‘The world shames, cowers.
Nobody is protected.
I cry at night, screaming for life
And an end to it all.’
The crowd clicks, and I sigh. As if this smog wasn’t enough, you could hear amateur poets flouting their emotions every half hour. I’d really doubted that this place would have held its integrity since last time I was here. Still, you could hardly expect less after the past ten years… at least the music is still good.
I lie back comfortably in my chair, relaxing to the smoothest jazz in the city. I let myself laugh a little. It turns heads for a glance, but they’re more interested in the poetry. To each their own, I guess.
The smoke from half a dozen rosy red flames in nearby patrons' hands mingle in the rafters, eventually losing steam and falling, dejected, back down to the sleek, refined wooden tables that’ve slotted into place since I left town. The décor around the walls is as modern as anybody needs, and I’d say nobody here needs more than music and rhyme to listen to if they want to be content.
A cough slides gently across my ears, and I turn my head to see what it is. It’s a redhead, not transfixed on the poetry, motioning to sit at the bench opposite me. Sure, I motion back; I got nothing to lose. She smirks and drapes herself across the seat, leaning up against the window.
‘You don’t strike me as the kind of guy that hangs around Jazz clubs.’
I smirk back, looking around at the smoke-ridden room again.
‘You’re right, I thought I’d given them up when I left town. Turns out, I had to come back.’
‘What drew you back here?’
I blink. She’s inquisitive. I like that.
‘Drew me? Who said anything drew me back?’
She looks out at the low-lit streets through the windows, and I follow her gaze. Out there in the rain, people are bustling past to get somewhere. To get anywhere, it looks like. People struggling through the tempest, marching forward with what looks like direction but is, in fact, the aimless wandering of the lost. She turns her head back, and sighs at me.
‘Something always draws you back. It does that to everyone, it’s an addiction. Come on,’ she leans towards me, angling for a bite, ‘so what drew you back?’
I sit silent for a minute, and she leans further forward. After a while, I answer.
‘The atmosphere. It’s too crowded outside.’
She laughs, sits up a touch and looks straight into my eyes.
‘And yet you find a smoky, crowded Jazz club an escape from fresh air? Weird sense of humour you’ve got there.’
She fumbles around in her coat, looking for something. I take a minute to look at her while she’s busy. She’s got a sleek and tender jawline, perfectly matching the beret sitting itself on her head, and lustrous sapphire eyes. Before I get the chance to look below her shoulders she pulls out a pack of cigarettes.
‘No, thanks. Gave it up years ago.’
Again she laughs, and her sapphires twinkle.
‘Let me guess. About the same time as you gave up visiting places like this?’
I laugh a little, and smirk.
‘Takes one to know one, I guess. That get-up ain’t one that’s popular ‘round here.’
This time, she smirks. Her teeth glint in the dim club’s lamps.
‘Yeah, I’ve been out of town a while too. Figured, what’s the point in staying in one place all my life? I need to see the world.’
‘So… what drew you back?’
Recognising her earlier comment, she laughs and sits back up against the window.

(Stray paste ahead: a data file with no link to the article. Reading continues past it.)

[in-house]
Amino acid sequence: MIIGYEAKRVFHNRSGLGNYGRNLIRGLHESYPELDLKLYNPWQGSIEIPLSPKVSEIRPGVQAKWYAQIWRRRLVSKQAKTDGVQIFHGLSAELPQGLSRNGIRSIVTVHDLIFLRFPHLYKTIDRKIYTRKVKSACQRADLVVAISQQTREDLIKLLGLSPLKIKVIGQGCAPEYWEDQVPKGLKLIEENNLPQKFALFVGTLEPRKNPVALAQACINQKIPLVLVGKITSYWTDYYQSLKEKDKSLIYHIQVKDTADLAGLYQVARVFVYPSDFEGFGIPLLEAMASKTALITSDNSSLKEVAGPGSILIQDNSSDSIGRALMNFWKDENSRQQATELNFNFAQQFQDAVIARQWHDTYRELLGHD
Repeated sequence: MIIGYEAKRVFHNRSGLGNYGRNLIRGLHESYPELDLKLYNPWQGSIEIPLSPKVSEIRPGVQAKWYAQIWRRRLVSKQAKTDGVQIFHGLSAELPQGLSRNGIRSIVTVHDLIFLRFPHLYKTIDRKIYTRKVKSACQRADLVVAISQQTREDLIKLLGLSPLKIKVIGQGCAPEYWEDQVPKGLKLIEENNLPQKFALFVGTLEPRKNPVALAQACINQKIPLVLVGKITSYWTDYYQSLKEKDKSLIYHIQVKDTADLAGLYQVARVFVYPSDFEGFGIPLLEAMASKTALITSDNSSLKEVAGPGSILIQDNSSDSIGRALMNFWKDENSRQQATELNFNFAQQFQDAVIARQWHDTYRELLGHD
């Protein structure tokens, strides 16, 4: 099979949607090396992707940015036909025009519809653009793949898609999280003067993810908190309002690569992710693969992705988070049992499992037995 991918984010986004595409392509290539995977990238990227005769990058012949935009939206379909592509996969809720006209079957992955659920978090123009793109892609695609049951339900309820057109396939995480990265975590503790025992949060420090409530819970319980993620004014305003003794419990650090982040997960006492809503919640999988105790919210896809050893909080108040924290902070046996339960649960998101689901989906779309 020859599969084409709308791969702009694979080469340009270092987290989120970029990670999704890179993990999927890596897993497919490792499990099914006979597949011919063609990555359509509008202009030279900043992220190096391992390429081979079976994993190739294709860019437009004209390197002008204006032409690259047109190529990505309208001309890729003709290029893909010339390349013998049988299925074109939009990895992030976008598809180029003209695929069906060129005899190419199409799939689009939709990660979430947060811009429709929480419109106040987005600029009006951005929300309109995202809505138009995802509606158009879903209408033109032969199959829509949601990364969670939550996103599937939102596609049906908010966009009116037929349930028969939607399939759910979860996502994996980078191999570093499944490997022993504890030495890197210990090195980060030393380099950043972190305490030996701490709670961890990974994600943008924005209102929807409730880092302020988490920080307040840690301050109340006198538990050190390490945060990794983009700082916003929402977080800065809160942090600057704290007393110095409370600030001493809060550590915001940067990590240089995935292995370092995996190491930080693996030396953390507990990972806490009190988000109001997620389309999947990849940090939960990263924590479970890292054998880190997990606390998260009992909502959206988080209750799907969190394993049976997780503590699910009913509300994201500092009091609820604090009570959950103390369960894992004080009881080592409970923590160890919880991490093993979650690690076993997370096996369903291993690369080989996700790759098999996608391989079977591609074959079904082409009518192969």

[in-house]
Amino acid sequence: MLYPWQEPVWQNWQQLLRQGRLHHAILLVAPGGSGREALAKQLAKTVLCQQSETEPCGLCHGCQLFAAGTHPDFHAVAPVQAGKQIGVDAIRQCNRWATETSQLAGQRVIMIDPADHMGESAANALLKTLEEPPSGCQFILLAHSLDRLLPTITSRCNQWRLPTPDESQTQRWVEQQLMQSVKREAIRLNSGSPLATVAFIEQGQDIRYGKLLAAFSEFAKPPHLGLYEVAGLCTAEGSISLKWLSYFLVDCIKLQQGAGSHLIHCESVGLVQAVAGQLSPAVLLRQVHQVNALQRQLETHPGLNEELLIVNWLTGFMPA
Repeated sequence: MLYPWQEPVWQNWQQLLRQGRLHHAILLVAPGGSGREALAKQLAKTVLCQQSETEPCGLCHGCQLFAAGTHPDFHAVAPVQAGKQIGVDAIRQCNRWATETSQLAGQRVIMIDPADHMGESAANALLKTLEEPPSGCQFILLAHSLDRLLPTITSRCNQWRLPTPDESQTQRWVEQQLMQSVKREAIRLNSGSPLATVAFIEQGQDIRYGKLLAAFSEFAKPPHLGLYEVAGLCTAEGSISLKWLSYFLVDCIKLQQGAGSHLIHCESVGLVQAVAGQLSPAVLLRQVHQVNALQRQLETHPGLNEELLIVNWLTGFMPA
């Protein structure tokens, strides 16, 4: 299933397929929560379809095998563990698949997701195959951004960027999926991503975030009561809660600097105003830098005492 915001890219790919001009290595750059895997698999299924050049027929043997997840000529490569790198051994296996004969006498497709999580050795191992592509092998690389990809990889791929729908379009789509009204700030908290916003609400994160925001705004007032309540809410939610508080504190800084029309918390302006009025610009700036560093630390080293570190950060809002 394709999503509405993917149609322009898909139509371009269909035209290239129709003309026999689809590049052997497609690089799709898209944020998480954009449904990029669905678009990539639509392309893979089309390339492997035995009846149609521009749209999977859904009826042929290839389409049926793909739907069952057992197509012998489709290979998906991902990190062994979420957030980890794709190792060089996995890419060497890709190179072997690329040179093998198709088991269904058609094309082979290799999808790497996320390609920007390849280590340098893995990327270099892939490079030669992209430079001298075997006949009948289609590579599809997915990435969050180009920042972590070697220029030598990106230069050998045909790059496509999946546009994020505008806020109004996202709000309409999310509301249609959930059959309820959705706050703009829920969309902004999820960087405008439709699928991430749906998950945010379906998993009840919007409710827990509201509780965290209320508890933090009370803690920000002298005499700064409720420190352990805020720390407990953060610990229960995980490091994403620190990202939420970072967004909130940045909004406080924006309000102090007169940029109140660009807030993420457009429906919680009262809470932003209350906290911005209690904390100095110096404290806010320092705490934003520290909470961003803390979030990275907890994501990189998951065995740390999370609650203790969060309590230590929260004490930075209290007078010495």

‘Same as you, I guess. I just couldn’t find anything to match the intimacy and passion of this place. It’s strange, isn’t it; as soon as you think you’re rid of it, you need it the most.’
I nod, and check my watch. Time’s been marching on since we started talking.
‘It’s been fun chatting with you, lady, but I need to get home. Make sure everything’s fine.’
She nods, and I turn to leave.
She stops me with her hand on my shoulder. I turn back to see her sapphires twinkle again, and she winks.
‘It’s not ‘lady,’ for the future. It’s Sylvia. See you around.’
‘I’m sure I will.’
For the last time that night, I hear her laughter chime over the club’s musicians. Smirking, I open the door and step through into the street.
Feeling the storm cover my skin, I realise just how much my hands were itching for that all-too familiar habit. I press those fingers tight; tell myself I don’t need it. The rain tips over my hat and coat, and traces my fingers as if to say I’m wrong. I start pacing down the street through the dissipating crowd, lost in thought. When I reach the corner, I look back at the dingy neon sign that reads, ‘Club Deluge’ and I try to shut off my longing for a smoke. I gave ‘em up all those years ago for a reason.
But then again, I did come back to the club.
* * *
Walking down the corridor to my apartment, she’s the only thing I can’t get out of my head; even as I unlock the door, her eyes are lit up like the club’s neon nameplate in my mind. I nearly drop my keys.
I shake her out of my thoughts, and step into my home. That old familiar smell wafts its way round me, inviting me in with a touch of good times and alcohol. I nearly trip on the carpet as I drift through the door, and as I close my link with the outside world I shrug off my overcoat and collapse onto the bed. Feels better like this, laying aside my thoughts and feelings and just taking time to relax.
The radio’s quietly musing to itself in the background. Can’t say I blame it. Everything seems to want to keep itself busy these days, especially those upmarket types that rush by in the streets. Must be nice, having a job that needs you.
The light coming in from the night glazes the room in a frosty blue haze. I laugh. Funny, how nature seems to know exactly how you feel. The street below, which I can just about see through the murky excuse for a window, still bustles under the onlooking stars. Funnier still how a world can carry on without a care, despite what happens.
I guess this is what I came back for; a quiet life among the busy.